We drop you at O’Hare with your young husband,
two slim figures under paradoxical signs:
United and Departures. The season’s perfect oxymoron.
Dawn is a rumor, the wind bites, but there are things
fathers still can do for daughters.
Off you go looking tired and New Wave
under the airport’s aquarium lights,
with your Coleman cooler and new, long coat,
something to wear to the office and to parties
where down jackets are not de rigeur.
Last week winter bared its teeth.
I think of summer and how the veins in a leaf
come together and divide
come together and divide.
That’s how it is with us now
as you fly west toward your thirties
I set my new cap at a nautical angle, shift
baggage I know I’ll carry with me always
to a nether hatch where it can do only small harm,
haul up fresh sail and point my craft
toward the punctual sunrise.
“The End of the Holidays” by Mark Perlburg, from The Impossible Toystore. © Louisiana State University Press, 2000. Reprinted with permission. (buy now)
It was on this day in 1895 that Auguste and Louis Lumière had the first commercial movie screening at the Grand Café in Paris. An audience paid to watch their film “Workers Leaving the Lumière Factory.” It was short, 46 seconds long, a single shot with a static camera. It showed a concierge opening the factory gates at the end of the day’s work, from which dozens of workers poured into the street, some walking, some on bicycle. It ended with the concierge closing the gates again.
Today in 1973, Aleksandr Solzhenitsyn's mammoth 260,000-word history of the Soviet prison camp system, The Gulag Archipelago, was published in Paris, France. The book is based on Solzhenitsyn's experiences in the camps for eight years, as well as 227 other inmates he interviewed. When the book was released in the Soviet Union, Aleksandr Solzhenitsyn was arrested and exiled, but he was also finally able to go to Sweden and collect the Nobel Prize in literature he had been awarded in 1970.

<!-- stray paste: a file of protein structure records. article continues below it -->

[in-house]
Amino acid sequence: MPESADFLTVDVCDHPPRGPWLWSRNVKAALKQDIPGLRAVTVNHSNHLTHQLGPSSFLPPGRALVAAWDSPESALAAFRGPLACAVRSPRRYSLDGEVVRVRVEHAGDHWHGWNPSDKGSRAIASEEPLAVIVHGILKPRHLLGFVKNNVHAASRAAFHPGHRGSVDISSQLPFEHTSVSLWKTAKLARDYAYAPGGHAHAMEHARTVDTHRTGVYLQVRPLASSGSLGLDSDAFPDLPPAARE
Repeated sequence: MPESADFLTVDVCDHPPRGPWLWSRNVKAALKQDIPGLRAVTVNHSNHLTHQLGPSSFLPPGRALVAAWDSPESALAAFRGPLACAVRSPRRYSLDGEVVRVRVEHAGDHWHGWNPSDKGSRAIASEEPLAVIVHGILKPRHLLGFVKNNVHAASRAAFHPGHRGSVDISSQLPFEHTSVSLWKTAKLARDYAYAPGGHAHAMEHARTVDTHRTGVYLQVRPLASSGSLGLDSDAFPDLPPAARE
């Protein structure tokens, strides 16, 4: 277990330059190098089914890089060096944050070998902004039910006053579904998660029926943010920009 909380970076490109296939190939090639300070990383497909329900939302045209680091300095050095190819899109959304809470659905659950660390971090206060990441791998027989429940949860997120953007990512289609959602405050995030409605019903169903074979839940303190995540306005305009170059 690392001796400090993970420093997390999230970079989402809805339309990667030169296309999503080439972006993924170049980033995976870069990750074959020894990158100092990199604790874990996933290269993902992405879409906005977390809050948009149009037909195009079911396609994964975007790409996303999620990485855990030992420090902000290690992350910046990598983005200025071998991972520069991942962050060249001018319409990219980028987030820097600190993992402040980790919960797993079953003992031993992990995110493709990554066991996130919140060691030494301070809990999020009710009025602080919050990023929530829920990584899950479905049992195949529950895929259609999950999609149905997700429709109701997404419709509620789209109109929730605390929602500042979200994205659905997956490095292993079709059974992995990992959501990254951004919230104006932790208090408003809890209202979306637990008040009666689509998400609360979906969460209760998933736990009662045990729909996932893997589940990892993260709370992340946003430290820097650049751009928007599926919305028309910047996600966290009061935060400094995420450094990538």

It’s the birthday of novelist Charles Portis (books by this author), born in El Dorado, Arkansas (1926). He was the London correspondent for the New York Herald Tribune from 1960 to 1964, when he left to write fiction. His first novel, Norwood (1966), received some notice, but it was his second book, True Grit (1968), that brought him critical and popular success. It’s the story of an Arkansas 14-year-old named Mattie Ross who wants to avenge the murder of her father. She enlists the aid of Rooster Cogburn, a washed-out but still tough United States marshal.
It’s the birthday of the novelist Simon Raven (books by this author), born in London (1927). He was a free thinker and a libertine who had planned to become a literature professor, but he said, “I very soon concluded that nothing would induce me to read, let alone make notes on, hundreds and hundreds of very, very, very boring books.” Raven turned to writing fiction instead.
He’s best known for his 10-volume series of novels about the British upper class, called Alms for Oblivion, the first volume of which was published in 1964.
He said: “I’ve always written for a small audience consisting of people like myself, who are well-educated, worldly, skeptical, and snobbish (meaning that they rank good taste over bad). And who believe that nothing and nobody is special.”
It’s the birthday of the man who popularized the saying, “With great power there must also come — great responsibility!” That’s Stan Lee (books by this author), born Stanley Lieber in New York City (1922). The line comes from the Spider-Man comic, about a teenager who’s bitten by a radioactive spider and becomes a crime-fighting superhero. Stan Lee also helped create the Fantastic Four, the Incredible Hulk, Iron Man, and the X-Men. In addition to their capes and tights, Lee’s heroes often possess very human fears and insecurities.
It’s the birthday of comedian Sam Levenson, born in Brooklyn (1911). He said, “Lead us not into temptation. Just tell us where it is; we’ll find it.”